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Session Chair: Chiara Bertone, University of Eastern Piedmont
Location:BS.3.24 Manchester Metropolitan University
Building: Business School, Third Floor, North Atrium
Decolonizing the Boomerang Effect in Global Queer Politics: A New Critical Framework for Sociological Analysis of Human Rights Contestation
University of Glasgow, United Kingdom
This paper proposes a new critical framework for analysing transnational human rights claiming and contestation: a ‘critical model of the boomerang effect’, that can embody sociological understanding and insights from decolonizing analyses. The paper first develops a critique of Keck and Sikkink’s well-known original model of the ‘boomerang effect’, from politics and international relations. The new critical model is needed for analysis of global queer politics, particularly to analyse where and how actors in formerly colonized states in the Global South can draw on the United Nations human rights system. The new model requires analysis of specific themes that can be applied in methodology for data-analysis, including: articulation of human rights; social structures and resources; decolonizing contexts, and subjectivation. These themes are applied to illuminate two pivotal cases of claims for decriminalisation of same-sex acts: by LGBTQ activists Caleb Orozco in Belize, and Jason Jones in relation to Trinidad and Tobago, with reference to published autobiographical accounts and commentaries from these individuals, and related sources such as associated with their legal cases, plus public social media sources. The new critical framework points to a new research agenda for international political sociology.
Homonationalist values? A comparison between European countries over time.
Leon Freude, Màrius Domínguez i Amoròs, Núria Vergés Bosch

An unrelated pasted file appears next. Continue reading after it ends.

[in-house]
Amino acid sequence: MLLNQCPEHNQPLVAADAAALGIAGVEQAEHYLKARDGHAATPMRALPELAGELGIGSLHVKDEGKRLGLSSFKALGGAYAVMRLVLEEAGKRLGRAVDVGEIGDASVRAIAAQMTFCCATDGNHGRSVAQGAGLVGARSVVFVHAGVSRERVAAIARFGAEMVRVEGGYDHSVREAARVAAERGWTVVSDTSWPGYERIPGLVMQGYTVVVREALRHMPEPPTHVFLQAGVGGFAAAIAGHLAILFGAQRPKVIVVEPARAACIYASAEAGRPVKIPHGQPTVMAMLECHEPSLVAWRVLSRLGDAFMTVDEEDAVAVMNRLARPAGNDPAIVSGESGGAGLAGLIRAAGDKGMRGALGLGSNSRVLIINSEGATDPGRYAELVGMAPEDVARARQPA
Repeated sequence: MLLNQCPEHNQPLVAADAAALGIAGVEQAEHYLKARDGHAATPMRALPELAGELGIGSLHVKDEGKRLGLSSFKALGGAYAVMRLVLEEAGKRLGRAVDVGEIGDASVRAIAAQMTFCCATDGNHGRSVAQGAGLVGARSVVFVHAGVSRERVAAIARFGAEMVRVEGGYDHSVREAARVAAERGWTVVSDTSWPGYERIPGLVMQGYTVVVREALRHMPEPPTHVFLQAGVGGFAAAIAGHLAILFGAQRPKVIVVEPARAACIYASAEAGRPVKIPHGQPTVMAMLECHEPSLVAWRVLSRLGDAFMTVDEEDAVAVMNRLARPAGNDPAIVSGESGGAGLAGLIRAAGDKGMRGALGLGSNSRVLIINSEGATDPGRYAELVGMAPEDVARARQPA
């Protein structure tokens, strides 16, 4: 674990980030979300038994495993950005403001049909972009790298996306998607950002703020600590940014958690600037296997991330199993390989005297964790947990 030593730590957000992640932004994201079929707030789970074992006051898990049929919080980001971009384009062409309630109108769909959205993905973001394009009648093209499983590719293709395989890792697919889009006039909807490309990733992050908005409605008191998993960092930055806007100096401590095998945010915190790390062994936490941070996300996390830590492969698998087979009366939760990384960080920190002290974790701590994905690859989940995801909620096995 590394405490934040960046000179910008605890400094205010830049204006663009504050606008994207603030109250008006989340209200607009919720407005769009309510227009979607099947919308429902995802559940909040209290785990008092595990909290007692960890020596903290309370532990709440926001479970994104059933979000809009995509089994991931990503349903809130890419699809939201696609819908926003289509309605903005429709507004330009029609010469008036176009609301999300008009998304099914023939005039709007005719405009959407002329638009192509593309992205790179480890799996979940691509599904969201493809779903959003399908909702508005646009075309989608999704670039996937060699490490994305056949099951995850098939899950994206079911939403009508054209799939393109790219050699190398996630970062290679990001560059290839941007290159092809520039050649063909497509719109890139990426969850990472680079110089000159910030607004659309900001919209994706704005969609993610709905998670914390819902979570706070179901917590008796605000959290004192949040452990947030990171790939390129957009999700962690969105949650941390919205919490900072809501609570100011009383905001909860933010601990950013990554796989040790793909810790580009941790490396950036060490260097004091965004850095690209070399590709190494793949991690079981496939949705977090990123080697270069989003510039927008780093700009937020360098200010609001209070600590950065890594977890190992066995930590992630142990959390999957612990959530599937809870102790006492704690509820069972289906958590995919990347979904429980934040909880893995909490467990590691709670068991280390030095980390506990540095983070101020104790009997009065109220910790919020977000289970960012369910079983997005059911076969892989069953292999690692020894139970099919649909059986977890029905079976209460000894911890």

Universitat de Barcelona, Spain
Since the concept homonationalism was introduced in 2007, it has been discussed enthusiastically in the academic context. Homonationalism is still a controversial concept that has already influenced public policies and social movements. Much of previous research proved the emergence of homonationalism in 2001 in the United States, Canada, Israel and Europe. However, previous works mostly focused on the analysis of discourses and through qualitative methodologies. We propose to move this forward towards the analysis of homonationalist values of the Europeans, quantitatively and over time. Working with data between 1990 and 2017 of the European Values Study we propose to compare the populations of European States regarding prevalence, magnitude and growth of homonationalist values over time. We conceptualized Homonationalism as a confluence of LGBTQ tolerance, racism and nationalism. Therefore we measure the general association of LGBTIQ tolerance, racism and nationalism as well as the strength of the group of those who are highly tolerant with LGBTIQ, highly racist and highly nationalist. Our results indicate that homonationalist values do exist in Europe but they are far from being hegemonic; since 2000 they are growing steadily, though they are not completely new. These results are important in order to contribute to the theory on homonationalism, but also to public policies on LGBTIQ tolerance, racism and nation building. Our results have also potential for the redefinition of strategies of emancipatorian social movements.
Universality of "The Summer of Sangaile": Cinematographic Causes and Transnational Effects
Sciences Po, France
The 2015 Sundance Film Festival, one of the largest and most prestigious independent film festivals in the United States, marked a tipping point in Lithuania’s cinematic history as a film by Paris-based Lithuanian director Alante Kavaite, "The Summer of Sangaile", won the best directing prize in the World Cinema Dramatic category. Given that one of the main themes in "The Summer of Sangaile" was the depiction of a homoerotic relationship between two teenage girls and knowing Lithuania’s status as one of the most homophobic countries in Europe, according to the European Commission report on the “Discrimination in the EU in 2015” (European Commission, 2015), one would expect the reception of the film in Lithuania to be less laudatory and more controversial. And yet, both the mainstream public as well as the national film experts expressed similar levels of praise as their international counterparts. This paper will show how "The Summer of Sangaile" embodies the Lithuanian state’s political agenda pertaining to LGBT+ issues as the film turns away from sexual identity based politics and, instead, engages in elusive portrayals of homoerotic desire. It will become apparent how the state’s national agenda is being advanced through evoking LGBT+ visibility in Lithuania as a crucial part of the wider national discourse on modernity. Given the elusive and ambivalent nature of the homoerotic relations depicted in "The Summer of Sangaile", the film functions as an ideal lens through which the construction of a politically neutral and heavily fabricated LGBT+ visibility takes place.